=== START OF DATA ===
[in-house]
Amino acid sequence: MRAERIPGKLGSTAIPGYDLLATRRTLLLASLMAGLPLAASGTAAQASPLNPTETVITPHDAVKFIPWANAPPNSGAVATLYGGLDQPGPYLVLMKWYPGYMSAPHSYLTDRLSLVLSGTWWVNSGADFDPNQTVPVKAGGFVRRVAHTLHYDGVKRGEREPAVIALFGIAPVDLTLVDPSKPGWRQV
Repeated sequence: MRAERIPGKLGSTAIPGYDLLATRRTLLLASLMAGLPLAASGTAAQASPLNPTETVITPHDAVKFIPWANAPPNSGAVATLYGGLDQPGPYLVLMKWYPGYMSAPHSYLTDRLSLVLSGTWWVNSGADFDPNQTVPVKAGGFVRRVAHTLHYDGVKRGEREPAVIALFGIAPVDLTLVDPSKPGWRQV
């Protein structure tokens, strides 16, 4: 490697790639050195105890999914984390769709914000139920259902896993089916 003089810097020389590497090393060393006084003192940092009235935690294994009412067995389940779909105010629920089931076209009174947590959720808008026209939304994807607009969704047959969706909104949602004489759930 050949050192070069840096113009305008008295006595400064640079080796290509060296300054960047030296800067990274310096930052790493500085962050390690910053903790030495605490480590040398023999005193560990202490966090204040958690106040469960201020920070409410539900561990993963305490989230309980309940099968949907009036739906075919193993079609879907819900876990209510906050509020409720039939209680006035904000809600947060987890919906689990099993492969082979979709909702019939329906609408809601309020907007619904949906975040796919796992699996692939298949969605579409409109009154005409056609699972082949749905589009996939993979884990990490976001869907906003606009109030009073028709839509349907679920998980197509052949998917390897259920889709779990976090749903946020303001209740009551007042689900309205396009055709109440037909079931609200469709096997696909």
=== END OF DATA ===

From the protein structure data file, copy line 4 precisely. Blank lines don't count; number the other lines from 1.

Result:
């Protein structure tokens, strides 16, 4: 490697790639050195105890999914984390769709914000139920259902896993089916 003089810097020389590497090393060393006084003192940092009235935690294994009412067995389940779909105010629920089931076209009174947590959720808008026209939304994807607009969704047959969706909104949602004489759930 050949050192070069840096113009305008008295006595400064640079080796290509060296300054960047030296800067990274310096930052790493500085962050390690910053903790030495605490480590040398023999005193560990202490966090204040958690106040469960201020920070409410539900561990993963305490989230309980309940099968949907009036739906075919193993079609879907819900876990209510906050509020409720039939209680006035904000809600947060987890919906689990099993492969082979979709909702019939329906609408809601309020907007619904949906975040796919796992699996692939298949969605579409409109009154005409056609699972082949749905589009996939993979884990990490976001869907906003606009109030009073028709839509349907679920998980197509052949998917390897259920889709779990976090749903946020303001209740009551007042689900309205396009055709109440037909079931609200469709096997696909």